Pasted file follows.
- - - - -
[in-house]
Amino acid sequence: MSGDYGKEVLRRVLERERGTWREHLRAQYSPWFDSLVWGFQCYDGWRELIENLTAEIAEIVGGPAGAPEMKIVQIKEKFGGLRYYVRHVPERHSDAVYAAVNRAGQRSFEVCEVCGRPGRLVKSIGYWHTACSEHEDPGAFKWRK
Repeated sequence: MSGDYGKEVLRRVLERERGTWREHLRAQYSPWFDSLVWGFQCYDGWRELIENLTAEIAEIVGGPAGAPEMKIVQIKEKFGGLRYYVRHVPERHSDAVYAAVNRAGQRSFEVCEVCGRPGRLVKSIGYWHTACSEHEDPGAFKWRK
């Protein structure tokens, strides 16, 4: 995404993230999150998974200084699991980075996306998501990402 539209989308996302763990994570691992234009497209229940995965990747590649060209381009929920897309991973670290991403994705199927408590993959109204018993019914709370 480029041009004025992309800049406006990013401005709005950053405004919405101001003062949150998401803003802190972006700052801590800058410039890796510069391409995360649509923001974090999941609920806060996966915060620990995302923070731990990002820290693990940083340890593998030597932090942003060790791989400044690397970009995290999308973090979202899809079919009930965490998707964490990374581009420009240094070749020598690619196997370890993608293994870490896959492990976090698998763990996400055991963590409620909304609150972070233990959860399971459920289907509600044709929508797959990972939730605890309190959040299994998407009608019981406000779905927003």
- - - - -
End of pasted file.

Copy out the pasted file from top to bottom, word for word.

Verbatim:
[in-house]
Amino acid sequence: MSGDYGKEVLRRVLERERGTWREHLRAQYSPWFDSLVWGFQCYDGWRELIENLTAEIAEIVGGPAGAPEMKIVQIKEKFGGLRYYVRHVPERHSDAVYAAVNRAGQRSFEVCEVCGRPGRLVKSIGYWHTACSEHEDPGAFKWRK
Repeated sequence: MSGDYGKEVLRRVLERERGTWREHLRAQYSPWFDSLVWGFQCYDGWRELIENLTAEIAEIVGGPAGAPEMKIVQIKEKFGGLRYYVRHVPERHSDAVYAAVNRAGQRSFEVCEVCGRPGRLVKSIGYWHTACSEHEDPGAFKWRK
């Protein structure tokens, strides 16, 4: 995404993230999150998974200084699991980075996306998501990402 539209989308996302763990994570691992234009497209229940995965990747590649060209381009929920897309991973670290991403994705199927408590993959109204018993019914709370 480029041009004025992309800049406006990013401005709005950053405004919405101001003062949150998401803003802190972006700052801590800058410039890796510069391409995360649509923001974090999941609920806060996966915060620990995302923070731990990002820290693990940083340890593998030597932090942003060790791989400044690397970009995290999308973090979202899809079919009930965490998707964490990374581009420009240094070749020598690619196997370890993608293994870490896959492990976090698998763990996400055991963590409620909304609150972070233990959860399971459920289907509600044709929508797959990972939730605890309190959040299994998407009608019981406000779905927003």